Felice Clemente Trio – 6:35 am (Crocevia di Suoni Records)
Linda Presgrave – Along the Path (Metropolitan Records)
Nice easy-going cadence whether throwing out heat or blanketing the room in moonlight. Broken into suites to reflect her travels. Presgrave’s piano synchs in nicely with drummer Allison Miller on this trio set (w/some guest saxophonists).
No artist site | Buy: Amazon
George Colligan – Risky Notion (Origin Arts)
Strong sense of locomotion on the newest by Colligan. A quartet with two saxophonists (plus, guest trumpeter) provides melodies more stomp than bop. Nice follow-up to his last recording, The Endless Mysteries, when he’s at the piano.
Makaya McCraven – In the Moment ((International Anthem))
On-the-spot rhythms are the feature presentation on McCraven’s compilation of improvised tracks culled from live sets over a year’s stretch. He’s joined by an all-star line-up of Chicago’s best. A whole bunch of brief spurts of friendly conversation that’s often catchy as hell.
Akua Dixon – Akua Dixon (Self-Produced)
Personable session from cellist Dixon, joined by her string quartet. Lively take on Mingus’s “Haitian Fight Song” and sweetly melodic touch to “Moon River” are highlights. Develops some more action with takes on Ellington, Strayhorn and Latin standards.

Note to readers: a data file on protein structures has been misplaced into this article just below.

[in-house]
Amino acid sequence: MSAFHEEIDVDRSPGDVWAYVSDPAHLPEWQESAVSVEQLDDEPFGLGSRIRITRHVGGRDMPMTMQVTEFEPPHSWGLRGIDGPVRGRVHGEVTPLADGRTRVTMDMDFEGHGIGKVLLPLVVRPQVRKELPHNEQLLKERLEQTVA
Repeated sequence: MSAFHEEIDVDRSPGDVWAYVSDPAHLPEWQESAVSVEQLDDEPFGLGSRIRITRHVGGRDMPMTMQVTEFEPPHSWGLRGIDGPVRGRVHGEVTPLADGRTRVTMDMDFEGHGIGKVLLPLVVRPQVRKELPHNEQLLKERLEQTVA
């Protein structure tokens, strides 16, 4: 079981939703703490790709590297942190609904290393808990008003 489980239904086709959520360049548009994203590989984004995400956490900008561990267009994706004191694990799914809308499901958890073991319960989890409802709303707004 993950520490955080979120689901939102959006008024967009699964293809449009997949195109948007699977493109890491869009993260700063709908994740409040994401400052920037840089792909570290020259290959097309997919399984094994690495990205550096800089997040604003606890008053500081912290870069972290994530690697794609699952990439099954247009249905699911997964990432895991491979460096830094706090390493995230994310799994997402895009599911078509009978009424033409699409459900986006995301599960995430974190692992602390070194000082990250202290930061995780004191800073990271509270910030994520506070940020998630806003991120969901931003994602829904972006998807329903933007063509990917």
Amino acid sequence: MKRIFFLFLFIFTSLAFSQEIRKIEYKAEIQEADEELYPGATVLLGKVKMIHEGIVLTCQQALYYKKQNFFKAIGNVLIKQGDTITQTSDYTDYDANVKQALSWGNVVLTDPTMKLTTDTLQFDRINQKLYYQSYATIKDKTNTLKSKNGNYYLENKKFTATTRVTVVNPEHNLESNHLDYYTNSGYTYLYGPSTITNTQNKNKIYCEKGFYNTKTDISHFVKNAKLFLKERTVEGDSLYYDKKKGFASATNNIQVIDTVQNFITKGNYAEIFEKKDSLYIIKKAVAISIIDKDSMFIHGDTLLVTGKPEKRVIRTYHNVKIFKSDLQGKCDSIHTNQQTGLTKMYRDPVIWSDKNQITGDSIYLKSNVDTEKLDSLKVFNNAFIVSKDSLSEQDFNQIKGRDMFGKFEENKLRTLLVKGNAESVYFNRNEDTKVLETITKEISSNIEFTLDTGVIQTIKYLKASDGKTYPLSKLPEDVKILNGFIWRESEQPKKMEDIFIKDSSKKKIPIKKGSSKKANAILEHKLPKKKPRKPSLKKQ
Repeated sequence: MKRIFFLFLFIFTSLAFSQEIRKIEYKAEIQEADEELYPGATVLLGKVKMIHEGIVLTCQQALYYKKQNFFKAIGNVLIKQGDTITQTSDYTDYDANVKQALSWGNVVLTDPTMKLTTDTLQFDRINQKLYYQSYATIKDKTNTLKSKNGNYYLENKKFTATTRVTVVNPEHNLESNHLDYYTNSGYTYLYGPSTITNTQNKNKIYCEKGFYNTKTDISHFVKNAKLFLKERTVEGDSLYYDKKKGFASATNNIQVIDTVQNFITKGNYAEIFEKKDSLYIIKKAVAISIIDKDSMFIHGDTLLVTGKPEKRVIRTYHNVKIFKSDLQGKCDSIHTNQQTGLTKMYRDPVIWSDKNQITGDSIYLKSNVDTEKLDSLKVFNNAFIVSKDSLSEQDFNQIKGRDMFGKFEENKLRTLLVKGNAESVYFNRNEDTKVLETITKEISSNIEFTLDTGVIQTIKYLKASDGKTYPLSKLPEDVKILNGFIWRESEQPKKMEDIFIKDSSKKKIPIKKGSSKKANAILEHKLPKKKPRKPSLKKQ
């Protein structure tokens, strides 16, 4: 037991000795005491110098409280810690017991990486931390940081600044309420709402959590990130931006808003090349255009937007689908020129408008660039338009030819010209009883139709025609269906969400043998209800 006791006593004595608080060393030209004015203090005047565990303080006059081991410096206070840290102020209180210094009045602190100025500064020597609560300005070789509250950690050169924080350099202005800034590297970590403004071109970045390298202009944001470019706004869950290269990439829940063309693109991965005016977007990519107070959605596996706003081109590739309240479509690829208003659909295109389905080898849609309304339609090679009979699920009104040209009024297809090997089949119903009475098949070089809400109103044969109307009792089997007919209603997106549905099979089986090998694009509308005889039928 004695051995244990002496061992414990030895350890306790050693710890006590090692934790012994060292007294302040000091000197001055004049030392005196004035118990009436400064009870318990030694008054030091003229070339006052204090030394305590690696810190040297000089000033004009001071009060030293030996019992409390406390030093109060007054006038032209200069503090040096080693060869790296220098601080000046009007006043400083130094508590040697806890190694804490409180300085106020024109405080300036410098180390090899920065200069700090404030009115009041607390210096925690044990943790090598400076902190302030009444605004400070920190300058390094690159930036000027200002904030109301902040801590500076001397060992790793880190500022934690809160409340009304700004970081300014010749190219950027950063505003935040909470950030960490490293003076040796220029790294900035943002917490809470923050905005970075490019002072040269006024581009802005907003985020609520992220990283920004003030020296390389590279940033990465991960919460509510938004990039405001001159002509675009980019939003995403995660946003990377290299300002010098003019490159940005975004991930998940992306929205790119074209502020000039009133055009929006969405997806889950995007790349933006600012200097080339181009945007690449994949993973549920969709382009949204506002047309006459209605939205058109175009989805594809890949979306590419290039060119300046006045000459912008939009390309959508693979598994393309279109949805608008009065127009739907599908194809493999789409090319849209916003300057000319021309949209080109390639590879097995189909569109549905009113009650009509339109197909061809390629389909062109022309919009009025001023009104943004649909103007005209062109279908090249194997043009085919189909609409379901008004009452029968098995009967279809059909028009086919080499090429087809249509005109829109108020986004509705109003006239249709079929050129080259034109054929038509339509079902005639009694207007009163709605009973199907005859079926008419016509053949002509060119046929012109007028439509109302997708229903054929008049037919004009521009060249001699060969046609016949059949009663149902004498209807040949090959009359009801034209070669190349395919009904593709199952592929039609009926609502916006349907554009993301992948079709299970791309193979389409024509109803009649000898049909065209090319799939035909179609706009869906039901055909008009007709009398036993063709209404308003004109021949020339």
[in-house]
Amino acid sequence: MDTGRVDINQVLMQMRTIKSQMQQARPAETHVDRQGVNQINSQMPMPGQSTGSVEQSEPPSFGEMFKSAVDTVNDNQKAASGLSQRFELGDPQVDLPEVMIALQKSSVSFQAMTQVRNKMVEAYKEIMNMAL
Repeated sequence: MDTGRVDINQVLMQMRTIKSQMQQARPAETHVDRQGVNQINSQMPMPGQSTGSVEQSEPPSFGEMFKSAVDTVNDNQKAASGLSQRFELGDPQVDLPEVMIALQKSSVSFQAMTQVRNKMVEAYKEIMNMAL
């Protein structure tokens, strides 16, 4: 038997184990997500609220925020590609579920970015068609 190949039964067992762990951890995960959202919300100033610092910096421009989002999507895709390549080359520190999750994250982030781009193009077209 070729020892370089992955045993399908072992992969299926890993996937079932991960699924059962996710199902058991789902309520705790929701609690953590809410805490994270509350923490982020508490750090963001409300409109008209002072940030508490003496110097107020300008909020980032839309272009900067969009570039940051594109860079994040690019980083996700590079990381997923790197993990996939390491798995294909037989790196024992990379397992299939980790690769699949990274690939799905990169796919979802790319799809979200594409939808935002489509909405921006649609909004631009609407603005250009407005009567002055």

Chamber 3 – Grassroots (Origin Arts)
Nifty trio set of guitar, sax and drums (plus guest bassist). Straight-ahead modern set, planted firmly in that shimmery post-bop style typical of the Pacific Northwest scene. Differentiation in the details develops something a little less ordinary.
Five Plus Six – Such Sweet Thunder (Self-Produced)
Art Hirahara – Libations & Meditations (Posi-Tone Records)
Rob Mazurek – Alternate Moon Cycles (International Anthem)
Few as creatively daring as Mazurek. On his newest, it’s a crosshatch of In a Silent Way and shoegaze. A seriously captivating album. Read more about why I recommend this album (LINK).
Have a great time digging through the list!
Remember, it’s simple: You like what you like.